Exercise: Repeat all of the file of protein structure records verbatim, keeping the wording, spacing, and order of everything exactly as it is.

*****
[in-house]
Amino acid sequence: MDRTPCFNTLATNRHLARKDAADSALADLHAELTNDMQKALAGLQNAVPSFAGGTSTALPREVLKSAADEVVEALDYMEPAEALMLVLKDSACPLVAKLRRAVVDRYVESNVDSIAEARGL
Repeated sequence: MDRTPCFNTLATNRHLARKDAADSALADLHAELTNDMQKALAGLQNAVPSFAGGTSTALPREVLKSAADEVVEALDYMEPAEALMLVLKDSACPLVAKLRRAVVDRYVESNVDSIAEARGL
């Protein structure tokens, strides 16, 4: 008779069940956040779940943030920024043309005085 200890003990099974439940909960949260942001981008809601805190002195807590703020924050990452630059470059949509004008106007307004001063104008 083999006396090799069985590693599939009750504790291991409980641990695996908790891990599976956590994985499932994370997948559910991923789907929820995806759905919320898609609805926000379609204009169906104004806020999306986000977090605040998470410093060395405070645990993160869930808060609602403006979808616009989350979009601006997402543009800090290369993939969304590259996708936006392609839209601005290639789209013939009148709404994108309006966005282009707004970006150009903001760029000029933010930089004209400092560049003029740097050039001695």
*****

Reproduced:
[in-house]
Amino acid sequence: MDRTPCFNTLATNRHLARKDAADSALADLHAELTNDMQKALAGLQNAVPSFAGGTSTALPREVLKSAADEVVEALDYMEPAEALMLVLKDSACPLVAKLRRAVVDRYVESNVDSIAEARGL
Repeated sequence: MDRTPCFNTLATNRHLARKDAADSALADLHAELTNDMQKALAGLQNAVPSFAGGTSTALPREVLKSAADEVVEALDYMEPAEALMLVLKDSACPLVAKLRRAVVDRYVESNVDSIAEARGL
């Protein structure tokens, strides 16, 4: 008779069940956040779940943030920024043309005085 200890003990099974439940909960949260942001981008809601805190002195807590703020924050990452630059470059949509004008106007307004001063104008 083999006396090799069985590693599939009750504790291991409980641990695996908790891990599976956590994985499932994370997948559910991923789907929820995806759905919320898609609805926000379609204009169906104004806020999306986000977090605040998470410093060395405070645990993160869930808060609602403006979808616009989350979009601006997402543009800090290369993939969304590259996708936006392609839209601005290639789209013939009148709404994108309006966005282009707004970006150009903001760029000029933010930089004209400092560049003029740097050039001695």